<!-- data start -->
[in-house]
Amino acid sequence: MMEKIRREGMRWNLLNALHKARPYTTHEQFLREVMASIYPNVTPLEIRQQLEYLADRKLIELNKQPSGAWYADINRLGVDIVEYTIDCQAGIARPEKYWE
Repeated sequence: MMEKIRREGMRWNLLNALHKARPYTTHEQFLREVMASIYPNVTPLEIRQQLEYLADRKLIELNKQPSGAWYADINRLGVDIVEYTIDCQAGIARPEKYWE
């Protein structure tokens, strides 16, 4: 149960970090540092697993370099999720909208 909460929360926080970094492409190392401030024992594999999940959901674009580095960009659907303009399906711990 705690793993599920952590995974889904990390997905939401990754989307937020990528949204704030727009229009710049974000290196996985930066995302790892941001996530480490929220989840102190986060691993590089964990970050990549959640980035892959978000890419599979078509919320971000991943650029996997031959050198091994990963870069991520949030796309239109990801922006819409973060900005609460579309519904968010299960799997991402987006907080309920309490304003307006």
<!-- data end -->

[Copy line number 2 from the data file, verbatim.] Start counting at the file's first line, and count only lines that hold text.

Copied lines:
Amino acid sequence: MMEKIRREGMRWNLLNALHKARPYTTHEQFLREVMASIYPNVTPLEIRQQLEYLADRKLIELNKQPSGAWYADINRLGVDIVEYTIDCQAGIARPEKYWE